The Fawley Branch (LP221)
The Story of the Fawley branch does not follow the usual pattern of a rural English branch line. The first plans for a railway in the area dated from 1860, it was to take more than 60 years before Fawley finally saw a train service. In the 19th century there were elaborate plans for a railway line to Stone Point (to the south of Fawley) to connect with a Solent tunnel to link the mainland with the Isle of Wight. In the early years of the 20th century it seemed that a railway-operated bus service might negate the need for a railway at all.
It is almost impossible to imagine the enormous social and economic changes brought about by World War I. At the beginning of the war the Fawley district was still essentially rural in character and apart from farming and fishing there were few industries. The construction of the oil refinery in 1920/21 by Anglo Gulf West Indies Petroleum Corporation Limited was to change the Fawley area forever.
Opening of the railway finally came in 1925, the Fawley branch of the Southern Railway was a light railway only in a legal sense; it some of the heaviest locomotives and freight wagons in Britain. It was briefly a little railway with little stations, but the growth of the Fawler Refinery and later development of Marchwood Military Port changed all that.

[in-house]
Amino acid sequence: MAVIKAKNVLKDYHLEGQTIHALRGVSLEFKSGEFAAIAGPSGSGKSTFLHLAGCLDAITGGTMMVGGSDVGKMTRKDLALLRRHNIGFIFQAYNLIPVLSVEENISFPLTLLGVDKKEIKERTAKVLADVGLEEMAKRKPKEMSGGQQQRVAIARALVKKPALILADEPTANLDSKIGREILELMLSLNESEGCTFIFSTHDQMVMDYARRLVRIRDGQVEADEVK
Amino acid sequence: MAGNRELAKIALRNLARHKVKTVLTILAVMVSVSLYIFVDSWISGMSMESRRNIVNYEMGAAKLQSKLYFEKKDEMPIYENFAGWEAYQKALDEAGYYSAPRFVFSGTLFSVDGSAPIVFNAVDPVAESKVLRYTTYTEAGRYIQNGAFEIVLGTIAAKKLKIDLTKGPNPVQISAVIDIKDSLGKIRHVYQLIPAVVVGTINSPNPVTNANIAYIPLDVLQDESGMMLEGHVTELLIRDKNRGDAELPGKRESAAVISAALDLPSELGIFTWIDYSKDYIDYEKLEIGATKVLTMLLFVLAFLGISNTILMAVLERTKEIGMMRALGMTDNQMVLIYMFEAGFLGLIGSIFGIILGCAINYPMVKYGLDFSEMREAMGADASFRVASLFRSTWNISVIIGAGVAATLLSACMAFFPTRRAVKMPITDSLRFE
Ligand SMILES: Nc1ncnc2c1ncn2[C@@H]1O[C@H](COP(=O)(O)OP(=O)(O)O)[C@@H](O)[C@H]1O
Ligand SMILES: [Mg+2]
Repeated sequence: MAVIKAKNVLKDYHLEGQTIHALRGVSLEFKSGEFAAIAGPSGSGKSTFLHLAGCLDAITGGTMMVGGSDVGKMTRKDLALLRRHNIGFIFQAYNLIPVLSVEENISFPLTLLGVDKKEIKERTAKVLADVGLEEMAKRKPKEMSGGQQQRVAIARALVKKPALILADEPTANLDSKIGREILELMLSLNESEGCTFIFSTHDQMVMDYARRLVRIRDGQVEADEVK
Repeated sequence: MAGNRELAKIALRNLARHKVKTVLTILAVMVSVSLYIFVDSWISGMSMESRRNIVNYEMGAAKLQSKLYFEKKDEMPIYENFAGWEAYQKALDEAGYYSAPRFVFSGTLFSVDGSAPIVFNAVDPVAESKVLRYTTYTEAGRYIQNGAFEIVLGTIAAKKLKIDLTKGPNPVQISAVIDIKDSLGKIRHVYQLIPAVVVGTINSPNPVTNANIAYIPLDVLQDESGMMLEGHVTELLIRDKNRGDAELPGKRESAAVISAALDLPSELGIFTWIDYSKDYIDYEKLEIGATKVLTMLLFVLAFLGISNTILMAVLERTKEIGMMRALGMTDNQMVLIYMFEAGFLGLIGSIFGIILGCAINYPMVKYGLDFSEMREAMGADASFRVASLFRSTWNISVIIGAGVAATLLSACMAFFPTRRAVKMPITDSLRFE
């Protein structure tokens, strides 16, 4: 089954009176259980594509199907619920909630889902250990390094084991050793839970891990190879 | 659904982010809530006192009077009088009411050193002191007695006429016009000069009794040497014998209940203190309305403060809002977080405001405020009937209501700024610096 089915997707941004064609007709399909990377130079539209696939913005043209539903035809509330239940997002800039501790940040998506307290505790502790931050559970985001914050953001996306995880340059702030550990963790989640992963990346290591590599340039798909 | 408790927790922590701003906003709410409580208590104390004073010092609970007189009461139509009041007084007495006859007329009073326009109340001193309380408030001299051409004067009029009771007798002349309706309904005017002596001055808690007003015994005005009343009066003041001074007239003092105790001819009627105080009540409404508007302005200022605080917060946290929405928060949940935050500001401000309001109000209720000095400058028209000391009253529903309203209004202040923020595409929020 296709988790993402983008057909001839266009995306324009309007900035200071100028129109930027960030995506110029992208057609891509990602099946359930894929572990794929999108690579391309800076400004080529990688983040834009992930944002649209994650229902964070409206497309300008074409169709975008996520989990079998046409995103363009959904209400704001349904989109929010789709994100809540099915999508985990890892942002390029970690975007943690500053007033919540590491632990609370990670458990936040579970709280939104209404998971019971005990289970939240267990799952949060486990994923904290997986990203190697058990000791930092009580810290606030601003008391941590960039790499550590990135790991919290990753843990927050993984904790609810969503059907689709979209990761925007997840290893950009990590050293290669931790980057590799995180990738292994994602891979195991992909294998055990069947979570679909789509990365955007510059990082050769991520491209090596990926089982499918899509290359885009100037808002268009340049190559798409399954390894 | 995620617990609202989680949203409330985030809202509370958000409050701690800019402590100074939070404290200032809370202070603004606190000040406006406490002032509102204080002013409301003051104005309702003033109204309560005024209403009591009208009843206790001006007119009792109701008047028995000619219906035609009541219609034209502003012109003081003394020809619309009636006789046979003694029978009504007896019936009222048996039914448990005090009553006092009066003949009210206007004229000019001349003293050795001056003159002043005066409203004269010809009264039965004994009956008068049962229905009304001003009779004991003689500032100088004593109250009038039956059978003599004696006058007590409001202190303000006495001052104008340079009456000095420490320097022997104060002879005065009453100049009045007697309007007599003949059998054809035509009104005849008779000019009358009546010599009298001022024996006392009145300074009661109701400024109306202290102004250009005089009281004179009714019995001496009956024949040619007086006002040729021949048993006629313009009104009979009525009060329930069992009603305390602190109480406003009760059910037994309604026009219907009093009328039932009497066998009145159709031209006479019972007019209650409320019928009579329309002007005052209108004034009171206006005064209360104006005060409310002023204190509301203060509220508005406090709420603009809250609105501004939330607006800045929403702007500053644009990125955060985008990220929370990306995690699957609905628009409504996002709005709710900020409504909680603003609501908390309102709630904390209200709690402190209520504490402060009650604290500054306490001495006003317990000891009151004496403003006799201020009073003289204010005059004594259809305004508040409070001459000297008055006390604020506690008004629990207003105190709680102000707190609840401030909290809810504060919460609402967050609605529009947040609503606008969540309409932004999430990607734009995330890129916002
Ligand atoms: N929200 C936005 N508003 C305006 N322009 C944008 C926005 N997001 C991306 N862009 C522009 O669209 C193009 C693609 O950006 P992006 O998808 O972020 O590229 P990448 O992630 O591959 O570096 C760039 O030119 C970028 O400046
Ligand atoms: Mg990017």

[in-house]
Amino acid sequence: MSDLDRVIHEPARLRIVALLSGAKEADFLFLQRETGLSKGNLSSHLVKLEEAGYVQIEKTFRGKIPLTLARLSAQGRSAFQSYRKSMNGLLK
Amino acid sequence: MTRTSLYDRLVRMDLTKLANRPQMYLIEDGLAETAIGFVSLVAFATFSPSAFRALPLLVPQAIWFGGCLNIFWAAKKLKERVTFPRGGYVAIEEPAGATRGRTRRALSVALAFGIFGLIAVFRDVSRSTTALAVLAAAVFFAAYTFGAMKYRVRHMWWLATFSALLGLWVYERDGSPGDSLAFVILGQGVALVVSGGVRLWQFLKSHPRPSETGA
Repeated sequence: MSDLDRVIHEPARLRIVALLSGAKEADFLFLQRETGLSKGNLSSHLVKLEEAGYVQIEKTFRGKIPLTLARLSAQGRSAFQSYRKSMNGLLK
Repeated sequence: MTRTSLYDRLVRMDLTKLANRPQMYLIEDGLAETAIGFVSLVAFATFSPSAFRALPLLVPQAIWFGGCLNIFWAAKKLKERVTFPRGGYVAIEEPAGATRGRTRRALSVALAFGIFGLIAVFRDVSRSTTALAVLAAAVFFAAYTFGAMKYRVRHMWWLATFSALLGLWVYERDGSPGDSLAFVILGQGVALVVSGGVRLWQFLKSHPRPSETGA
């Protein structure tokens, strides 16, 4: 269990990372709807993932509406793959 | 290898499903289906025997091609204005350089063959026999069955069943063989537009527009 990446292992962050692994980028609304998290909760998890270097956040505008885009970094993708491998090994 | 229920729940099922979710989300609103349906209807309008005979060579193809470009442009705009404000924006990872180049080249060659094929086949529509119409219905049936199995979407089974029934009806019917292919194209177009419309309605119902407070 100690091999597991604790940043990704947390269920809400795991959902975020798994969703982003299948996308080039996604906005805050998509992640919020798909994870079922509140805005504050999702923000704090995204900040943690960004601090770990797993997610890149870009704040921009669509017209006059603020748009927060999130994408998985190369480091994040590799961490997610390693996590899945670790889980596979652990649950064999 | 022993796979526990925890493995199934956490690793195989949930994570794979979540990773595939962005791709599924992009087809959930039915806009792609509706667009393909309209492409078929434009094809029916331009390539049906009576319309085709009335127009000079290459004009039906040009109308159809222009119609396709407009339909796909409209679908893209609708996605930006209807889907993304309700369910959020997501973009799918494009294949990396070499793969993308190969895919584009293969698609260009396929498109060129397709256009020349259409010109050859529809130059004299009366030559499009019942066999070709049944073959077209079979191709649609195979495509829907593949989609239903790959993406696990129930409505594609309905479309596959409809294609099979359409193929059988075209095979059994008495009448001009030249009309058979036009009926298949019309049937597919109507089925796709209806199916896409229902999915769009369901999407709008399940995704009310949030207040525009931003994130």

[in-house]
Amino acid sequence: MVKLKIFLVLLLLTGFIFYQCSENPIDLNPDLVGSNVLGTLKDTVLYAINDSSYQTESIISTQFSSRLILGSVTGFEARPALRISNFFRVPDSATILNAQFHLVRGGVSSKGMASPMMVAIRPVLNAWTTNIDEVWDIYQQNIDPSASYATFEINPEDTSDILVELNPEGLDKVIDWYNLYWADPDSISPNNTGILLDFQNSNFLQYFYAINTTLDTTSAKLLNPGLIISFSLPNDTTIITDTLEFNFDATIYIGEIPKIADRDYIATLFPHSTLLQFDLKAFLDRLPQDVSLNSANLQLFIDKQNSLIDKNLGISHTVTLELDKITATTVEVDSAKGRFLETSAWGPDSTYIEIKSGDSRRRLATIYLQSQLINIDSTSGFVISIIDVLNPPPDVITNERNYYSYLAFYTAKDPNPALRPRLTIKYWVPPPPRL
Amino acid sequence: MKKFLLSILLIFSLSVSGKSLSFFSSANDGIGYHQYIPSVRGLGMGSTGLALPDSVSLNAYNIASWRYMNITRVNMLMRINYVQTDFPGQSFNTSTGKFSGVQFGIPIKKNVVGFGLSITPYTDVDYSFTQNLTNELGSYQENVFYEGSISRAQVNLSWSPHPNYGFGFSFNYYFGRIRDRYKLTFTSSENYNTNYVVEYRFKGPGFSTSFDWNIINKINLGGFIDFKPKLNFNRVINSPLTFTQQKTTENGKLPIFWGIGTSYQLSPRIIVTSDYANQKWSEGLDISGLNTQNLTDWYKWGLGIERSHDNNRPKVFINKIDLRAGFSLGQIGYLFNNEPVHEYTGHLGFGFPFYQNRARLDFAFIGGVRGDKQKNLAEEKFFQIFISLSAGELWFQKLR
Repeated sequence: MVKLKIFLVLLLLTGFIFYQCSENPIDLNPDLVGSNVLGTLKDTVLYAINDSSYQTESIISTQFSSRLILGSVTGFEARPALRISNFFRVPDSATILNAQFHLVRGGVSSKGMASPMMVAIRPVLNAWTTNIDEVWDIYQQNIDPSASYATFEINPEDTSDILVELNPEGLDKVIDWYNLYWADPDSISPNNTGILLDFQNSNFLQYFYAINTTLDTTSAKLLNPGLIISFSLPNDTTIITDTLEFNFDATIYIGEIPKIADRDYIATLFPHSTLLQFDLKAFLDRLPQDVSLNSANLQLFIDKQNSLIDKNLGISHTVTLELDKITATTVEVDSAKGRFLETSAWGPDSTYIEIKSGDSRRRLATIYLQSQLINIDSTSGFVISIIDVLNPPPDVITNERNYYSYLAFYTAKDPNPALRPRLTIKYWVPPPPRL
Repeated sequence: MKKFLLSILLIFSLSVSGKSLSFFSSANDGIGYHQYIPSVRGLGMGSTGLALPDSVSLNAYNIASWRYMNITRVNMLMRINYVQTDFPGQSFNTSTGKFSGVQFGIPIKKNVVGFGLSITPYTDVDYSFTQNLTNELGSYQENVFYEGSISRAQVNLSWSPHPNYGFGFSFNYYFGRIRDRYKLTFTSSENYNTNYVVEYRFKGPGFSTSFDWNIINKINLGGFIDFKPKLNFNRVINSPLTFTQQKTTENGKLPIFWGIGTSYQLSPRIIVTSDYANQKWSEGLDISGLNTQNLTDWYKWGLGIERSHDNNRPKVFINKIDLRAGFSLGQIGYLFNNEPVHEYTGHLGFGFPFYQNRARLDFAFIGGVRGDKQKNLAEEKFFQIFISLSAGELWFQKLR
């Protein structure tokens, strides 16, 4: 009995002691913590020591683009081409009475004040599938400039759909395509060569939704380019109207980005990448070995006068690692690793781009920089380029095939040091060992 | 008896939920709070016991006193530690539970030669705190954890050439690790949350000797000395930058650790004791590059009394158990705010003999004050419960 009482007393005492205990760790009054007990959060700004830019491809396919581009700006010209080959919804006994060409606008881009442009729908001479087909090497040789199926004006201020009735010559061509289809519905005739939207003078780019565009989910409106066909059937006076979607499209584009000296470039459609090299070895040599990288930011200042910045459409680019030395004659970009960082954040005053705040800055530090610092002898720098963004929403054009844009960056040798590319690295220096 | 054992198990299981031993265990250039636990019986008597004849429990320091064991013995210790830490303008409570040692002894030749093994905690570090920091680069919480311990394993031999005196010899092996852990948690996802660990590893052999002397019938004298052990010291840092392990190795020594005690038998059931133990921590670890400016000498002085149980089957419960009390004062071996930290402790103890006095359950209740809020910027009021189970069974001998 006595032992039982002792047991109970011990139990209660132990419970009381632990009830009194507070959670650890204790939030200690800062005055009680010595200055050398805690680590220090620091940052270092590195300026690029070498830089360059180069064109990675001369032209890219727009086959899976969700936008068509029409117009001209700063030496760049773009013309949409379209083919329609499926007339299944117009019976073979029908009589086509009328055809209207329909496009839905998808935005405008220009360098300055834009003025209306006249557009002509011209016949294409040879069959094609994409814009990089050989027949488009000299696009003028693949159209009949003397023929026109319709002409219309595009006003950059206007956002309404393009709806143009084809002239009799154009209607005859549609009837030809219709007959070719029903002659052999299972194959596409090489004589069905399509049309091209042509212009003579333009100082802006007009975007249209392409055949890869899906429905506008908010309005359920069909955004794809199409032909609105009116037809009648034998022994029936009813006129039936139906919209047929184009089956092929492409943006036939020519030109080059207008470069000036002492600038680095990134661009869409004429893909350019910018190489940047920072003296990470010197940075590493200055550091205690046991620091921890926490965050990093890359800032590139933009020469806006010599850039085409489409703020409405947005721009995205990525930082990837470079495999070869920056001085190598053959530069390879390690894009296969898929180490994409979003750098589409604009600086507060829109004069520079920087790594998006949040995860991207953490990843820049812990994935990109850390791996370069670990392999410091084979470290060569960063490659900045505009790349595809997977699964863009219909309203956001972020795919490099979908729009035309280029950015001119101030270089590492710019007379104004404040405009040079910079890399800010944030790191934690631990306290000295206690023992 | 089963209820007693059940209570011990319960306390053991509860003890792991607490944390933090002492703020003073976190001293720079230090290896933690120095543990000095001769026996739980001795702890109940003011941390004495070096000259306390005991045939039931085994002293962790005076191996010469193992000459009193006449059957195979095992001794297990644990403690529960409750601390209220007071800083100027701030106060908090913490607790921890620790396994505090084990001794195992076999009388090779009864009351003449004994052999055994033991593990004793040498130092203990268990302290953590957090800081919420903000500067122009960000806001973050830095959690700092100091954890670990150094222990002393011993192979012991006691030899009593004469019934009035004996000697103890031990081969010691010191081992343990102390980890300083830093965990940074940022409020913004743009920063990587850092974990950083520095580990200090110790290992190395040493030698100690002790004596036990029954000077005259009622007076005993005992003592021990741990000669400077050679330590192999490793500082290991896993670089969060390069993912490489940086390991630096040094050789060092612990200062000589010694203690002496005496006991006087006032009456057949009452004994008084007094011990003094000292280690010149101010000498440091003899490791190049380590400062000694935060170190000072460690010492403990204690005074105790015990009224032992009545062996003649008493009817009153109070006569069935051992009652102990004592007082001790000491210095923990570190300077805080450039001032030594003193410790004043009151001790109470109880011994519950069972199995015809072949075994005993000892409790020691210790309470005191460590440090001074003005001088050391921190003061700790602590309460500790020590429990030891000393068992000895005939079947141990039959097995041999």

The material for this book was collected by John Fairman of Chandler's Ford, a well known local and railway historian, assisted by Tony Thomas JP, formar BR area manager at Totton, and Alan Gosling of Woking. Some additional information on signalling has been provided by George Pryer, of the Signalling Record Society. John Fairman died in 1992; it is now felt that his work should be made available to Southern enthusiasts and students of local and industrial history in Hampshire.
Softback, 128 pages, black & white photographs, maps, drawings, plans
Condition: Very Good with a little shelf wear to edges
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Updated: 1 June 2020